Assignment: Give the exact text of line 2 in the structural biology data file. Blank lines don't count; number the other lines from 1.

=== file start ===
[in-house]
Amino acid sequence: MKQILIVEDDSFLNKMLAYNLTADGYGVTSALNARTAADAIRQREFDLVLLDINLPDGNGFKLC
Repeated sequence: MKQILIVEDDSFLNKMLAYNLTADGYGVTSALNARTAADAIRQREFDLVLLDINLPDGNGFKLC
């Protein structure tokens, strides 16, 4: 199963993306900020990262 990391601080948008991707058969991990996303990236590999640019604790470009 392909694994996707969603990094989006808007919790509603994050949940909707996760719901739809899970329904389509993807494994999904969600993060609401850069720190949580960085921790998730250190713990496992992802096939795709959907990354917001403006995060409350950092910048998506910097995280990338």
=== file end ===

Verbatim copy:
Amino acid sequence: MKQILIVEDDSFLNKMLAYNLTADGYGVTSALNARTAADAIRQREFDLVLLDINLPDGNGFKLC